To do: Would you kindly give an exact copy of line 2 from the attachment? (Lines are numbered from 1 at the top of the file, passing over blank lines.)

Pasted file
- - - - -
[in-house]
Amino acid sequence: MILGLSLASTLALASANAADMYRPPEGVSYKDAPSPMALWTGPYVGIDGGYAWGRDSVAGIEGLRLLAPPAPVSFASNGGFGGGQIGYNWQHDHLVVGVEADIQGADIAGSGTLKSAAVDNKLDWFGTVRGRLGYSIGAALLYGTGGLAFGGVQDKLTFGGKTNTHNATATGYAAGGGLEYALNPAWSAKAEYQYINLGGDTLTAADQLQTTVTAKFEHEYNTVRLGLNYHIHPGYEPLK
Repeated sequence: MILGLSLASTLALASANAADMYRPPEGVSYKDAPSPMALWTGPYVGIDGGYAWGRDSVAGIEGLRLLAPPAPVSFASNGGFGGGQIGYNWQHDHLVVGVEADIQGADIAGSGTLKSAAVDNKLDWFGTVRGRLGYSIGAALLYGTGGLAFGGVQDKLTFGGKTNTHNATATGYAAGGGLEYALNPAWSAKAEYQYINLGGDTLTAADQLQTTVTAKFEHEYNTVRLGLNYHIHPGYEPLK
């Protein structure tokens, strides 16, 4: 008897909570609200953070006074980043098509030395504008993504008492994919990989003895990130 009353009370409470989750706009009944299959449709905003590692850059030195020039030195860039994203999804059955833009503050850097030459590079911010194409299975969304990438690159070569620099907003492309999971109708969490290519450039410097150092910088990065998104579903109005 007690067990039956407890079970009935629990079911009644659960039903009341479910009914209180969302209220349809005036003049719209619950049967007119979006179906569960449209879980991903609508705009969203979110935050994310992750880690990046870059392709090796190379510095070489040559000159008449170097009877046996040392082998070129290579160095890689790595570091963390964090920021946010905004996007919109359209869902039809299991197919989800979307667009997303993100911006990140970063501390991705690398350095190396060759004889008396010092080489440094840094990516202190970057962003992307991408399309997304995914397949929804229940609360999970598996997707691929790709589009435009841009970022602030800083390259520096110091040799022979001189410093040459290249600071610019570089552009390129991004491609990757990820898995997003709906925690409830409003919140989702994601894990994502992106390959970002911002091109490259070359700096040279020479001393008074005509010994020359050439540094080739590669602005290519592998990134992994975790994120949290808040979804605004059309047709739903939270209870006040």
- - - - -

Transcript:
Amino acid sequence: MILGLSLASTLALASANAADMYRPPEGVSYKDAPSPMALWTGPYVGIDGGYAWGRDSVAGIEGLRLLAPPAPVSFASNGGFGGGQIGYNWQHDHLVVGVEADIQGADIAGSGTLKSAAVDNKLDWFGTVRGRLGYSIGAALLYGTGGLAFGGVQDKLTFGGKTNTHNATATGYAAGGGLEYALNPAWSAKAEYQYINLGGDTLTAADQLQTTVTAKFEHEYNTVRLGLNYHIHPGYEPLK